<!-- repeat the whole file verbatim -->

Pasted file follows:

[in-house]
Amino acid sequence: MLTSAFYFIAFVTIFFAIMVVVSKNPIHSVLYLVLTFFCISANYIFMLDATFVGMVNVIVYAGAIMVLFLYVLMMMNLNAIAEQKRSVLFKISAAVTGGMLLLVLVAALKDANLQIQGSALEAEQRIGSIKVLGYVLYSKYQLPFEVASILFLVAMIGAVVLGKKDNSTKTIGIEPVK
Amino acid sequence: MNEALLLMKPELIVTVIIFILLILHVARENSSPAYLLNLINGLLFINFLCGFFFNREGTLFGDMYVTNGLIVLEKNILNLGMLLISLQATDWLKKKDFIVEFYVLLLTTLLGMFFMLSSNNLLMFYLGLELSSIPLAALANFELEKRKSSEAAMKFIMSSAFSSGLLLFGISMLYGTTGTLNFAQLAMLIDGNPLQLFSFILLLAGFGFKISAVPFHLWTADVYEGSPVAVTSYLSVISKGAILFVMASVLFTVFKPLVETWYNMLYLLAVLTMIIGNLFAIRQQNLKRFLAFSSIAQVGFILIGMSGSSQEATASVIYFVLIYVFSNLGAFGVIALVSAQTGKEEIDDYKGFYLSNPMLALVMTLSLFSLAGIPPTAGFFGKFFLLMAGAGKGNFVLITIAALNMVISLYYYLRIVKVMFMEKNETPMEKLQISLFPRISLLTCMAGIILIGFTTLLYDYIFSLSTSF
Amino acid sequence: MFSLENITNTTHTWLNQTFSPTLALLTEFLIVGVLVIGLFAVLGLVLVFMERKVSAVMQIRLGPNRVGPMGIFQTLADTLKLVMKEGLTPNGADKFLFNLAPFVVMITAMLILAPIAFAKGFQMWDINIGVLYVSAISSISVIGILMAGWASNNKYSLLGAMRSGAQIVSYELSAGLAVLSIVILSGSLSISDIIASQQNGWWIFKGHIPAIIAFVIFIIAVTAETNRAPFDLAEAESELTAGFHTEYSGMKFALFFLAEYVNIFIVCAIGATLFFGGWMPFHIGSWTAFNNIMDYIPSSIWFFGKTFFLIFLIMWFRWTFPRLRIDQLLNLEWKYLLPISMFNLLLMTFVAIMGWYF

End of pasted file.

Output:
[in-house]
Amino acid sequence: MLTSAFYFIAFVTIFFAIMVVVSKNPIHSVLYLVLTFFCISANYIFMLDATFVGMVNVIVYAGAIMVLFLYVLMMMNLNAIAEQKRSVLFKISAAVTGGMLLLVLVAALKDANLQIQGSALEAEQRIGSIKVLGYVLYSKYQLPFEVASILFLVAMIGAVVLGKKDNSTKTIGIEPVK
Amino acid sequence: MNEALLLMKPELIVTVIIFILLILHVARENSSPAYLLNLINGLLFINFLCGFFFNREGTLFGDMYVTNGLIVLEKNILNLGMLLISLQATDWLKKKDFIVEFYVLLLTTLLGMFFMLSSNNLLMFYLGLELSSIPLAALANFELEKRKSSEAAMKFIMSSAFSSGLLLFGISMLYGTTGTLNFAQLAMLIDGNPLQLFSFILLLAGFGFKISAVPFHLWTADVYEGSPVAVTSYLSVISKGAILFVMASVLFTVFKPLVETWYNMLYLLAVLTMIIGNLFAIRQQNLKRFLAFSSIAQVGFILIGMSGSSQEATASVIYFVLIYVFSNLGAFGVIALVSAQTGKEEIDDYKGFYLSNPMLALVMTLSLFSLAGIPPTAGFFGKFFLLMAGAGKGNFVLITIAALNMVISLYYYLRIVKVMFMEKNETPMEKLQISLFPRISLLTCMAGIILIGFTTLLYDYIFSLSTSF
Amino acid sequence: MFSLENITNTTHTWLNQTFSPTLALLTEFLIVGVLVIGLFAVLGLVLVFMERKVSAVMQIRLGPNRVGPMGIFQTLADTLKLVMKEGLTPNGADKFLFNLAPFVVMITAMLILAPIAFAKGFQMWDINIGVLYVSAISSISVIGILMAGWASNNKYSLLGAMRSGAQIVSYELSAGLAVLSIVILSGSLSISDIIASQQNGWWIFKGHIPAIIAFVIFIIAVTAETNRAPFDLAEAESELTAGFHTEYSGMKFALFFLAEYVNIFIVCAIGATLFFGGWMPFHIGSWTAFNNIMDYIPSSIWFFGKTFFLIFLIMWFRWTFPRLRIDQLLNLEWKYLLPISMFNLLLMTFVAIMGWYF